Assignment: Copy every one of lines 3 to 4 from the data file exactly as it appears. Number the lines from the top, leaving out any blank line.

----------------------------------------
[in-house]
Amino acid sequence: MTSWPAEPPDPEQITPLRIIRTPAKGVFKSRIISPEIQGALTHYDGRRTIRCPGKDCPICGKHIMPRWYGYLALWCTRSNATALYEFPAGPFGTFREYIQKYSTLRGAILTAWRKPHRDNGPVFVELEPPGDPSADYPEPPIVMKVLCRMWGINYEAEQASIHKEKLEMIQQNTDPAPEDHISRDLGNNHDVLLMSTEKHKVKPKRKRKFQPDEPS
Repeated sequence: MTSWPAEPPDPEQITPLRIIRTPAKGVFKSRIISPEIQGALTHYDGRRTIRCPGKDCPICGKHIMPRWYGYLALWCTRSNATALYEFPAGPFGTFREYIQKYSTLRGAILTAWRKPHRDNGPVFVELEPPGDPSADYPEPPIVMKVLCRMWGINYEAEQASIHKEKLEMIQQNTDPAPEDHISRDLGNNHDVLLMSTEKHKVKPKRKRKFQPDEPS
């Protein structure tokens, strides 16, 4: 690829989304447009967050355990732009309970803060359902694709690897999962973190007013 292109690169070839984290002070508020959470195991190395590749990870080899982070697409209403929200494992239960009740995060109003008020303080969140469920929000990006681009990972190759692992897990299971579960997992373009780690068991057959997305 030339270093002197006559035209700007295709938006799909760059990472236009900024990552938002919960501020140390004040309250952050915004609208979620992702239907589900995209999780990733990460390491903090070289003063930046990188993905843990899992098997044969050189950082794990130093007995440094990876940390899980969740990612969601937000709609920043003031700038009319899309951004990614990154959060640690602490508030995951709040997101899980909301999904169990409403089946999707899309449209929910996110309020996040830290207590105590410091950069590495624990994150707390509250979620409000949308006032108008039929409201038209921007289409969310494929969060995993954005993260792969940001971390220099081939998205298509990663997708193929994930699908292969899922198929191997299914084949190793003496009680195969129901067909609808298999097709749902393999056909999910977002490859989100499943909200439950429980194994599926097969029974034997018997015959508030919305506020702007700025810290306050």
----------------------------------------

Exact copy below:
Repeated sequence: MTSWPAEPPDPEQITPLRIIRTPAKGVFKSRIISPEIQGALTHYDGRRTIRCPGKDCPICGKHIMPRWYGYLALWCTRSNATALYEFPAGPFGTFREYIQKYSTLRGAILTAWRKPHRDNGPVFVELEPPGDPSADYPEPPIVMKVLCRMWGINYEAEQASIHKEKLEMIQQNTDPAPEDHISRDLGNNHDVLLMSTEKHKVKPKRKRKFQPDEPS
């Protein structure tokens, strides 16, 4: 690829989304447009967050355990732009309970803060359902694709690897999962973190007013 292109690169070839984290002070508020959470195991190395590749990870080899982070697409209403929200494992239960009740995060109003008020303080969140469920929000990006681009990972190759692992897990299971579960997992373009780690068991057959997305 030339270093002197006559035209700007295709938006799909760059990472236009900024990552938002919960501020140390004040309250952050915004609208979620992702239907589900995209999780990733990460390491903090070289003063930046990188993905843990899992098997044969050189950082794990130093007995440094990876940390899980969740990612969601937000709609920043003031700038009319899309951004990614990154959060640690602490508030995951709040997101899980909301999904169990409403089946999707899309449209929910996110309020996040830290207590105590410091950069590495624990994150707390509250979620409000949308006032108008039929409201038209921007289409969310494929969060995993954005993260792969940001971390220099081939998205298509990663997708193929994930699908292969899922198929191997299914084949190793003496009680195969129901067909609808298999097709749902393999056909999910977002490859989100499943909200439950429980194994599926097969029974034997018997015959508030919305506020702007700025810290306050």